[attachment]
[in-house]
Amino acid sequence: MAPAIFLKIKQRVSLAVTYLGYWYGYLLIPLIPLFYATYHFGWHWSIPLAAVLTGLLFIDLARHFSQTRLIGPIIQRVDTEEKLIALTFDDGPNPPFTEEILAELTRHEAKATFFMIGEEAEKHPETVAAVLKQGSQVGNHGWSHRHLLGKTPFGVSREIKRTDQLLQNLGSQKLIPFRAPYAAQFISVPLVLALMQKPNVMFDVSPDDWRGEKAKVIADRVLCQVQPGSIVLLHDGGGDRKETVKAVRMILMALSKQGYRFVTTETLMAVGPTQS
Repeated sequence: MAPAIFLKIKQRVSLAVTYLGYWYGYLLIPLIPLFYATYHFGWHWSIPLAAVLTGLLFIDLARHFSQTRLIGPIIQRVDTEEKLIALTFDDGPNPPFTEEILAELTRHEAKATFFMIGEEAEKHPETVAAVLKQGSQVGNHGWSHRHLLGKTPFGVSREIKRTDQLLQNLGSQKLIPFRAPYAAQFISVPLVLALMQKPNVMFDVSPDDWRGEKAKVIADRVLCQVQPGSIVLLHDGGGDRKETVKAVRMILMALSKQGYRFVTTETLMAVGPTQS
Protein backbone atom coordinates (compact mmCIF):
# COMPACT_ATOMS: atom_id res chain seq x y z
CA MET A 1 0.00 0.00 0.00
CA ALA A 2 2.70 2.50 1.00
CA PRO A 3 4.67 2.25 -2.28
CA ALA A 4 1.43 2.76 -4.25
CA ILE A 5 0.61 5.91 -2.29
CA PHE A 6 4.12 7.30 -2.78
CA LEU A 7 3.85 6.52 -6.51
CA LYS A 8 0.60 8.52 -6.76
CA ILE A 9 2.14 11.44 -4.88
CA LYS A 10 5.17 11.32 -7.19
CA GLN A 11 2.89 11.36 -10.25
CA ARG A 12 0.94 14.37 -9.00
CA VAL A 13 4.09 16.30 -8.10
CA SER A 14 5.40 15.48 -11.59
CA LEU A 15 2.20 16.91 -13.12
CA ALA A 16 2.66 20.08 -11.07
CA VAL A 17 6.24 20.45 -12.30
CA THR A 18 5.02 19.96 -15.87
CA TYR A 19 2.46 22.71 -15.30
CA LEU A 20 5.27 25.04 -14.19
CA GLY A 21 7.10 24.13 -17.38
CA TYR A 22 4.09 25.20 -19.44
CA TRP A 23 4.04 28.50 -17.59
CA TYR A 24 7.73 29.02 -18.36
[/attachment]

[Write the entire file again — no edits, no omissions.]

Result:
[in-house]
Amino acid sequence: MAPAIFLKIKQRVSLAVTYLGYWYGYLLIPLIPLFYATYHFGWHWSIPLAAVLTGLLFIDLARHFSQTRLIGPIIQRVDTEEKLIALTFDDGPNPPFTEEILAELTRHEAKATFFMIGEEAEKHPETVAAVLKQGSQVGNHGWSHRHLLGKTPFGVSREIKRTDQLLQNLGSQKLIPFRAPYAAQFISVPLVLALMQKPNVMFDVSPDDWRGEKAKVIADRVLCQVQPGSIVLLHDGGGDRKETVKAVRMILMALSKQGYRFVTTETLMAVGPTQS
Repeated sequence: MAPAIFLKIKQRVSLAVTYLGYWYGYLLIPLIPLFYATYHFGWHWSIPLAAVLTGLLFIDLARHFSQTRLIGPIIQRVDTEEKLIALTFDDGPNPPFTEEILAELTRHEAKATFFMIGEEAEKHPETVAAVLKQGSQVGNHGWSHRHLLGKTPFGVSREIKRTDQLLQNLGSQKLIPFRAPYAAQFISVPLVLALMQKPNVMFDVSPDDWRGEKAKVIADRVLCQVQPGSIVLLHDGGGDRKETVKAVRMILMALSKQGYRFVTTETLMAVGPTQS
Protein backbone atom coordinates (compact mmCIF):
# COMPACT_ATOMS: atom_id res chain seq x y z
CA MET A 1 0.00 0.00 0.00
CA ALA A 2 2.70 2.50 1.00
CA PRO A 3 4.67 2.25 -2.28
CA ALA A 4 1.43 2.76 -4.25
CA ILE A 5 0.61 5.91 -2.29
CA PHE A 6 4.12 7.30 -2.78
CA LEU A 7 3.85 6.52 -6.51
CA LYS A 8 0.60 8.52 -6.76
CA ILE A 9 2.14 11.44 -4.88
CA LYS A 10 5.17 11.32 -7.19
CA GLN A 11 2.89 11.36 -10.25
CA ARG A 12 0.94 14.37 -9.00
CA VAL A 13 4.09 16.30 -8.10
CA SER A 14 5.40 15.48 -11.59
CA LEU A 15 2.20 16.91 -13.12
CA ALA A 16 2.66 20.08 -11.07
CA VAL A 17 6.24 20.45 -12.30
CA THR A 18 5.02 19.96 -15.87
CA TYR A 19 2.46 22.71 -15.30
CA LEU A 20 5.27 25.04 -14.19
CA GLY A 21 7.10 24.13 -17.38
CA TYR A 22 4.09 25.20 -19.44
CA TRP A 23 4.04 28.50 -17.59
CA TYR A 24 7.73 29.02 -18.36